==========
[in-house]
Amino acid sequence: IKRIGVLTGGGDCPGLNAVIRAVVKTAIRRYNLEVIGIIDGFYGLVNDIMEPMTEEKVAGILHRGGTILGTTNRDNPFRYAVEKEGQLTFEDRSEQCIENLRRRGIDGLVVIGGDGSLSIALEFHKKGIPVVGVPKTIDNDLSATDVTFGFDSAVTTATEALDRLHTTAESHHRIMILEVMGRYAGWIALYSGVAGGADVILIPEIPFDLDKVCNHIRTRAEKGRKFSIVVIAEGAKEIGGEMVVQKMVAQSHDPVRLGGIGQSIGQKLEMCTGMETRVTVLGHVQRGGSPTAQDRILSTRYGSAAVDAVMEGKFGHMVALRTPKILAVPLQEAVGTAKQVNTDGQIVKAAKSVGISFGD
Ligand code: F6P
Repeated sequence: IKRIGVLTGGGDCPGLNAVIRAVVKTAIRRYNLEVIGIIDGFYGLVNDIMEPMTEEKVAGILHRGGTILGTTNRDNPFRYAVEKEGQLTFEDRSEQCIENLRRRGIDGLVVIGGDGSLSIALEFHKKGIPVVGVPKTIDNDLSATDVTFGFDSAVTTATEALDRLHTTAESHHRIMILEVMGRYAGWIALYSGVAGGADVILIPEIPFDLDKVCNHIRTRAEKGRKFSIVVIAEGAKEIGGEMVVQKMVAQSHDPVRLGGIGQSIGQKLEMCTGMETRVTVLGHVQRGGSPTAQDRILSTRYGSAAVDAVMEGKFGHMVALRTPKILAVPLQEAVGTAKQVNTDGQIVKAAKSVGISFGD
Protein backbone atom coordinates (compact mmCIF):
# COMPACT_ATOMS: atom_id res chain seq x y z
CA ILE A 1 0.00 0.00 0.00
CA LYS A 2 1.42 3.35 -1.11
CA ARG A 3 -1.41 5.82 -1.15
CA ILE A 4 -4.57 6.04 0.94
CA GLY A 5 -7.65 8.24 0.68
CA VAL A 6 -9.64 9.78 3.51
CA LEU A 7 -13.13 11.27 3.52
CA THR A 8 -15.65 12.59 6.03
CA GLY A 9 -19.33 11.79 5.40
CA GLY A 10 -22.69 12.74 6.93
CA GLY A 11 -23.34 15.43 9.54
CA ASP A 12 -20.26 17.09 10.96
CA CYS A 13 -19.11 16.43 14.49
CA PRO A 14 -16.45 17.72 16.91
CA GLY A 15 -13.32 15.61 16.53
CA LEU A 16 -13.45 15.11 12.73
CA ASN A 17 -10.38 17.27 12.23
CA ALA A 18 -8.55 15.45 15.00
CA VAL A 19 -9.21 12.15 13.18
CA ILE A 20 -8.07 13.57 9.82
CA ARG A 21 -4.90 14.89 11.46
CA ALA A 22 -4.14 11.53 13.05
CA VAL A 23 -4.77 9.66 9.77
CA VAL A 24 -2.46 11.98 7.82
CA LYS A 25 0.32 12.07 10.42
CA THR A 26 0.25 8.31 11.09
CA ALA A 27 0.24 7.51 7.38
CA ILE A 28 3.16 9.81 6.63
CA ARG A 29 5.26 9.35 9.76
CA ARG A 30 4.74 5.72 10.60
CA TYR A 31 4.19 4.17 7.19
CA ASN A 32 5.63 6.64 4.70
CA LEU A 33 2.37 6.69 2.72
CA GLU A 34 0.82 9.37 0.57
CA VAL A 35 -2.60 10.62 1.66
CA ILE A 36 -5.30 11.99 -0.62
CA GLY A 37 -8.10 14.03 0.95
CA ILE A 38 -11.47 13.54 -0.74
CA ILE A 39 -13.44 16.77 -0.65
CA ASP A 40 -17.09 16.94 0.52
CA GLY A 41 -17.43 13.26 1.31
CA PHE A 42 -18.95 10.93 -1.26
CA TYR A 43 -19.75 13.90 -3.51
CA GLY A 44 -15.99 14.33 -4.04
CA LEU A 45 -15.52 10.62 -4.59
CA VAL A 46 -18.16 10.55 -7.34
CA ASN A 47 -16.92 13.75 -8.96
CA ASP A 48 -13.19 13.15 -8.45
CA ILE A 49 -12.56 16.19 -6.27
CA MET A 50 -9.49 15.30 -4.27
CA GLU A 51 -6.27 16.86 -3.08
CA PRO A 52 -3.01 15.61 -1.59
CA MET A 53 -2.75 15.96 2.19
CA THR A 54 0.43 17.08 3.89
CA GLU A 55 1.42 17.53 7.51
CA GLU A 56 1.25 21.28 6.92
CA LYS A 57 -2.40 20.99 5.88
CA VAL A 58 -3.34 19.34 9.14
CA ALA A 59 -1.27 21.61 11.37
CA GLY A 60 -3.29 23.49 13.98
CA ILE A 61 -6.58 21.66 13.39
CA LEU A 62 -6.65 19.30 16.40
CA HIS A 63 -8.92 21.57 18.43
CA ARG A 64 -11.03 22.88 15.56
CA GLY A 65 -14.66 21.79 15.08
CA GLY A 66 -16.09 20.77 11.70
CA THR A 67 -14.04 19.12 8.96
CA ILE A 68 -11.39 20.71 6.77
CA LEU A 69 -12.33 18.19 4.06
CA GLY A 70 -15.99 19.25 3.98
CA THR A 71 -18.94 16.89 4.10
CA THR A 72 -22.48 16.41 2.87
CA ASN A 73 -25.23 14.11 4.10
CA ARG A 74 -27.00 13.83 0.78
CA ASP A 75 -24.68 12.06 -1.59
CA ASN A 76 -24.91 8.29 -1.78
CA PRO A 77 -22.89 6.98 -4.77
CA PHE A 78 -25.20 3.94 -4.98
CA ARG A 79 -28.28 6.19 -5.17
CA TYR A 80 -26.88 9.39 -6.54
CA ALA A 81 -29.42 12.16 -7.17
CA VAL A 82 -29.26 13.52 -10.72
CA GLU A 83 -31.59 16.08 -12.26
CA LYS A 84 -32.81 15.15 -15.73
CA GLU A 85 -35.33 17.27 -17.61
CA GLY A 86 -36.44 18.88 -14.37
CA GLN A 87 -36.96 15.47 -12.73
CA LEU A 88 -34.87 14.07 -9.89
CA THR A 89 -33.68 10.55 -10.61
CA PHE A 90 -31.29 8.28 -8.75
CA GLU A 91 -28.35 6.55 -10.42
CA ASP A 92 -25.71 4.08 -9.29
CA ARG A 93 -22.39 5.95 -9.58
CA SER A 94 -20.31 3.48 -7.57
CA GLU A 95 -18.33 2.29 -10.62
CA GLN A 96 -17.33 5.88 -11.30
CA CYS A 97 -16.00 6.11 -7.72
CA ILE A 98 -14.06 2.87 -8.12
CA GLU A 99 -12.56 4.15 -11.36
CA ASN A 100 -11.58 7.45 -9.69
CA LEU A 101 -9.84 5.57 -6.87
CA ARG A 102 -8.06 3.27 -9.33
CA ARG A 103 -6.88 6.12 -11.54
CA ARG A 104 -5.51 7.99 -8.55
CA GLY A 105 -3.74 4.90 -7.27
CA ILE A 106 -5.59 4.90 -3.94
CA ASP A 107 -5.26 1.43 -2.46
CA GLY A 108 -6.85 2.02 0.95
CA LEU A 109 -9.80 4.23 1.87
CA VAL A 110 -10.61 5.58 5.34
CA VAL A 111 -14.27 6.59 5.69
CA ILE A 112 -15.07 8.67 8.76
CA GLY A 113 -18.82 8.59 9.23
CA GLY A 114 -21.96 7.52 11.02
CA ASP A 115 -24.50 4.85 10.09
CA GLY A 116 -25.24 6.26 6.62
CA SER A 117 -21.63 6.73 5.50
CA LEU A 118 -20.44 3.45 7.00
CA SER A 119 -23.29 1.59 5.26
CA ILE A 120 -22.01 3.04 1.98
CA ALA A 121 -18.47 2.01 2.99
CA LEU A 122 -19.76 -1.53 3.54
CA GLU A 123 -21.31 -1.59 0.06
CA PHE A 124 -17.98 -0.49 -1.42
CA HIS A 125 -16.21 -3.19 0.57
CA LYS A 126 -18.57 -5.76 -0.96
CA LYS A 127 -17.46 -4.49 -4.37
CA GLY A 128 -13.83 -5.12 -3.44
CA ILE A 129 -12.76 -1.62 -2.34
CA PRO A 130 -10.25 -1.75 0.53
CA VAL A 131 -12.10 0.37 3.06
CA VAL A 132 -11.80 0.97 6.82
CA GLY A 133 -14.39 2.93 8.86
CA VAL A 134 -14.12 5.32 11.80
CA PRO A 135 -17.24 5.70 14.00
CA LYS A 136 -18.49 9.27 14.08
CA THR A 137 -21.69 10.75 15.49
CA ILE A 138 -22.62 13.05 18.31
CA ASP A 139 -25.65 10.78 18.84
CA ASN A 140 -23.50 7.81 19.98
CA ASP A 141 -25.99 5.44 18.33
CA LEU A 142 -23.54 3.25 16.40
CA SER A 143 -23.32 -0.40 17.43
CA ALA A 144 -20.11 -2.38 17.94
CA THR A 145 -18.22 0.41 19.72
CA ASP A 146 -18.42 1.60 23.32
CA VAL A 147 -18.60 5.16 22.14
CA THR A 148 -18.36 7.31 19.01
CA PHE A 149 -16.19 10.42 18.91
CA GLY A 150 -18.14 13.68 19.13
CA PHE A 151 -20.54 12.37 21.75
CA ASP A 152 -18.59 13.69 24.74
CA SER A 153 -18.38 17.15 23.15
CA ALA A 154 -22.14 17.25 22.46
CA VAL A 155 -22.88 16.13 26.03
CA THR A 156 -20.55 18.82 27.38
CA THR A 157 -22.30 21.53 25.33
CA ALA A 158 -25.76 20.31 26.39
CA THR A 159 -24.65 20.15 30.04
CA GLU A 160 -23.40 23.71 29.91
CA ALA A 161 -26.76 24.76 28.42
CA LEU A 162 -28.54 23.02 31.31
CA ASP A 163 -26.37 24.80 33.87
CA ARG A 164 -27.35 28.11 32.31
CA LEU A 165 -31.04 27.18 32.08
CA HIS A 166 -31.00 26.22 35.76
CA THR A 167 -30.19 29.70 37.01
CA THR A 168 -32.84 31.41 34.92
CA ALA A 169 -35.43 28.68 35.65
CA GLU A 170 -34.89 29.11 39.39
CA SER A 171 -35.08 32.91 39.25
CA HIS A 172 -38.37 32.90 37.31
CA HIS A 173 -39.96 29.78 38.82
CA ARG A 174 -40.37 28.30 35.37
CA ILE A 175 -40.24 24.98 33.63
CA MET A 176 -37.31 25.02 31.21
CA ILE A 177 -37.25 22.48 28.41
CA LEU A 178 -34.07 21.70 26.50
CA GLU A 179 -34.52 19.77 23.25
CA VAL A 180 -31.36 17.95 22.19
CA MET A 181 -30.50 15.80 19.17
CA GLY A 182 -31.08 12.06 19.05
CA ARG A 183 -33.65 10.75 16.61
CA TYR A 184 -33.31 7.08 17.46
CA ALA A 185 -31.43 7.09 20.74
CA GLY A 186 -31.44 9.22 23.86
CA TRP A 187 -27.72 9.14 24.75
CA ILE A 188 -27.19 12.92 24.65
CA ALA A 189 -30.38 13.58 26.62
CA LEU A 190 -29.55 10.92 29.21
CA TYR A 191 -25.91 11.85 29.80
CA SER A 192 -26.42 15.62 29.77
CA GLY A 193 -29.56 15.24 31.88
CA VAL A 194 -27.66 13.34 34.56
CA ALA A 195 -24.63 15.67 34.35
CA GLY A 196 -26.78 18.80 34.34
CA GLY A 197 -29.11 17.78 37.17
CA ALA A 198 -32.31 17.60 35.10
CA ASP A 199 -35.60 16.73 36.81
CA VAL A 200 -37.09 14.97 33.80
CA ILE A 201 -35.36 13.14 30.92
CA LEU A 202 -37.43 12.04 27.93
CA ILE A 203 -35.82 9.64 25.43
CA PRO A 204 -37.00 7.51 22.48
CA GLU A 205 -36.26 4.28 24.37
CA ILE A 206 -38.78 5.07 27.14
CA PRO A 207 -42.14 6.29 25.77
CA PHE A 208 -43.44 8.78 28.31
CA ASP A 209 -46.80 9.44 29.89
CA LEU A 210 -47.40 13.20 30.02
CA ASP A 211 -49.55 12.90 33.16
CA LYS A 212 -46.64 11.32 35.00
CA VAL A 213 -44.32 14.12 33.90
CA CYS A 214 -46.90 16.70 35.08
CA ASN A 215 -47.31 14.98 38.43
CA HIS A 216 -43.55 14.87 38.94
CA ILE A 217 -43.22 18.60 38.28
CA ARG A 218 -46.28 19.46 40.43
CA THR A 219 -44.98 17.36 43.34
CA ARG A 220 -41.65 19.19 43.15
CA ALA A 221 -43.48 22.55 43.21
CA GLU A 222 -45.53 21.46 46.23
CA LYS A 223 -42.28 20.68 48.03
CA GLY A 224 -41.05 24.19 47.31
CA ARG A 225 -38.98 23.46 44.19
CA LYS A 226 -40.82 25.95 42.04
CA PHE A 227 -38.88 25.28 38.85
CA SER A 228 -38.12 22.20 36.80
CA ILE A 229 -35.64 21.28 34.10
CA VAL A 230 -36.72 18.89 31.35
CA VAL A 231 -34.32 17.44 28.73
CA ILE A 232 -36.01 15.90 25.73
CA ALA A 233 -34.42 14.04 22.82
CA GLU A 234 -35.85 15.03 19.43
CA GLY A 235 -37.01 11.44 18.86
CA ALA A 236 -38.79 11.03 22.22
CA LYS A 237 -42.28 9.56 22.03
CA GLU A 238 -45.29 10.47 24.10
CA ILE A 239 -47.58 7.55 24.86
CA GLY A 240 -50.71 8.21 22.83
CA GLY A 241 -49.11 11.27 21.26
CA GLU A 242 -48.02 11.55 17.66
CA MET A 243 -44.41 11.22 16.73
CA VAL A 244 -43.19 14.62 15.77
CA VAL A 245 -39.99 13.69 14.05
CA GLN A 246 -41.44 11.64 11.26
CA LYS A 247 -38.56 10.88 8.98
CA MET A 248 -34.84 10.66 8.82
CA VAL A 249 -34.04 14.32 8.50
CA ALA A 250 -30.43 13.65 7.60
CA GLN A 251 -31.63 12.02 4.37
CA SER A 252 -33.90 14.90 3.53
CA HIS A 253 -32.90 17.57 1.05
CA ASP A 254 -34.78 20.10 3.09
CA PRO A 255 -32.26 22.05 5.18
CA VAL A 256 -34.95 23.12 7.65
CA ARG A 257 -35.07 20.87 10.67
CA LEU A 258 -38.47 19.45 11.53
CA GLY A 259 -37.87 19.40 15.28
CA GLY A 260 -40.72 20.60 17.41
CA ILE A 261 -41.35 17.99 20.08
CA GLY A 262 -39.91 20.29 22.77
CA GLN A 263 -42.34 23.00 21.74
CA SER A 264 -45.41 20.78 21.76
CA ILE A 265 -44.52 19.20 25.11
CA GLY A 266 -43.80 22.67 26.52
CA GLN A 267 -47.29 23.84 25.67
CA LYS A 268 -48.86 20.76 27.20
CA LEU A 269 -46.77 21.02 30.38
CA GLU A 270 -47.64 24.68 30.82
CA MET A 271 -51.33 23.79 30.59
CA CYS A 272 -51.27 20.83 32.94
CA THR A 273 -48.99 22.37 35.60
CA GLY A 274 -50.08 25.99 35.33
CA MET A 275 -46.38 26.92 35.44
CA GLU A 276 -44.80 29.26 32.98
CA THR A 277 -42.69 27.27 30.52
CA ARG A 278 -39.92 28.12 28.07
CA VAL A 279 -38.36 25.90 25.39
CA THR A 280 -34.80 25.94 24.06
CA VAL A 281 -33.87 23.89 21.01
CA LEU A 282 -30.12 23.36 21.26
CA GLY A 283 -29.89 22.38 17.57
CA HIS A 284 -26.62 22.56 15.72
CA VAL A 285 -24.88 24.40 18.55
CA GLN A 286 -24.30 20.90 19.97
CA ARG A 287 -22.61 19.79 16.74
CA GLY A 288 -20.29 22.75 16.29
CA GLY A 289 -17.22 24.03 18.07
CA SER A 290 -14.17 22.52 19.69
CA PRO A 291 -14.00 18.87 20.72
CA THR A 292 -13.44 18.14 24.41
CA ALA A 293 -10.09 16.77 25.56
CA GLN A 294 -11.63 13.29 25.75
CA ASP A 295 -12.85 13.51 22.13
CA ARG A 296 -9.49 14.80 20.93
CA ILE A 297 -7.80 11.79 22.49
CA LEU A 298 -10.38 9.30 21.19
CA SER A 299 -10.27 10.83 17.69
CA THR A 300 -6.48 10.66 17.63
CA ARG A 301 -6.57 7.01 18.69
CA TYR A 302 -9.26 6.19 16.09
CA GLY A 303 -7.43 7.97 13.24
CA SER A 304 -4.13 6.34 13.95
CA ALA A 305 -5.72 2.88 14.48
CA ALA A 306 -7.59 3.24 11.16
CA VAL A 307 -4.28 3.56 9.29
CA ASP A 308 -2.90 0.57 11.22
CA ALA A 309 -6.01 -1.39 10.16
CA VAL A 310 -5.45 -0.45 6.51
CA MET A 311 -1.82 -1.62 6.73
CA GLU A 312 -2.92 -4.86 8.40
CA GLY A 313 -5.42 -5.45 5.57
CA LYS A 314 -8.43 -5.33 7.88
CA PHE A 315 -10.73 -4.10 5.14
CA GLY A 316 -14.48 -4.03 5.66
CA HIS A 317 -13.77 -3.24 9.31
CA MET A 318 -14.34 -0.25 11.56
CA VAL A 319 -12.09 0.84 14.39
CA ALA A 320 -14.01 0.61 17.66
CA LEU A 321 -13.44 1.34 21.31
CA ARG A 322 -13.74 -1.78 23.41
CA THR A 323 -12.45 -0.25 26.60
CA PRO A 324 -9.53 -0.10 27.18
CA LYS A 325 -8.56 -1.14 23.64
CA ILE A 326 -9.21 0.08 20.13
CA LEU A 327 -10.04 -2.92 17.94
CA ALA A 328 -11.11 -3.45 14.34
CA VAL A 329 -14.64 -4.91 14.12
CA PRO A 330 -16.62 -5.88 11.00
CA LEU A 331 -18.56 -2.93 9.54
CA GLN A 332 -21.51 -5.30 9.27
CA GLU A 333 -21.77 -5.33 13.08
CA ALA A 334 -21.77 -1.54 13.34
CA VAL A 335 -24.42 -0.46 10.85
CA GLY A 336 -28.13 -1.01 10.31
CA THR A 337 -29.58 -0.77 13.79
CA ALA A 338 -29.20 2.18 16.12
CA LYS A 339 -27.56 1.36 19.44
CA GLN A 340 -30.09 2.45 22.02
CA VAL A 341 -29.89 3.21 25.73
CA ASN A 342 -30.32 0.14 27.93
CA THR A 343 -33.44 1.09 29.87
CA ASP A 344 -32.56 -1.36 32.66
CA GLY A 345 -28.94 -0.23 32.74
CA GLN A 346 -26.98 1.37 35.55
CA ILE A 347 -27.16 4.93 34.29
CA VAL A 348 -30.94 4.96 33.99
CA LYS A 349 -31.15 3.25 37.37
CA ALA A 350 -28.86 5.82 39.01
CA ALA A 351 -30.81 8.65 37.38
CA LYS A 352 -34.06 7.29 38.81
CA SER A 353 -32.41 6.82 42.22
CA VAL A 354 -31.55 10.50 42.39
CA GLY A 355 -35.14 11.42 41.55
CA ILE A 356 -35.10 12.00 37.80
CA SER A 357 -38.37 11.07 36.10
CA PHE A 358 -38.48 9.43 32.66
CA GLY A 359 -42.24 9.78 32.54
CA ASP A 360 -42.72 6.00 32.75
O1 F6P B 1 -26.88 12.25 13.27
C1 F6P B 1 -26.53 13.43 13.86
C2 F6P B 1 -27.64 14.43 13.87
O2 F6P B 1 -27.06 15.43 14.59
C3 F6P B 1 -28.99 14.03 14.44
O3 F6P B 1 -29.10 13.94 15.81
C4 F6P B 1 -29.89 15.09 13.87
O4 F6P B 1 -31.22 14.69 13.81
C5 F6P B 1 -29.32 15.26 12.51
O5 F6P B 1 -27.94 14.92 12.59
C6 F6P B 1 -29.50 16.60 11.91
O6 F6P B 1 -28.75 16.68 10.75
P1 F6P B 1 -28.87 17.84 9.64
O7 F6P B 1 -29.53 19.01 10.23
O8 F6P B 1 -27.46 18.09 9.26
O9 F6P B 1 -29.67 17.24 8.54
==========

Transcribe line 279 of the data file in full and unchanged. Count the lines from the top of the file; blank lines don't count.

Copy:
CA THR A 273 -48.99 22.37 35.60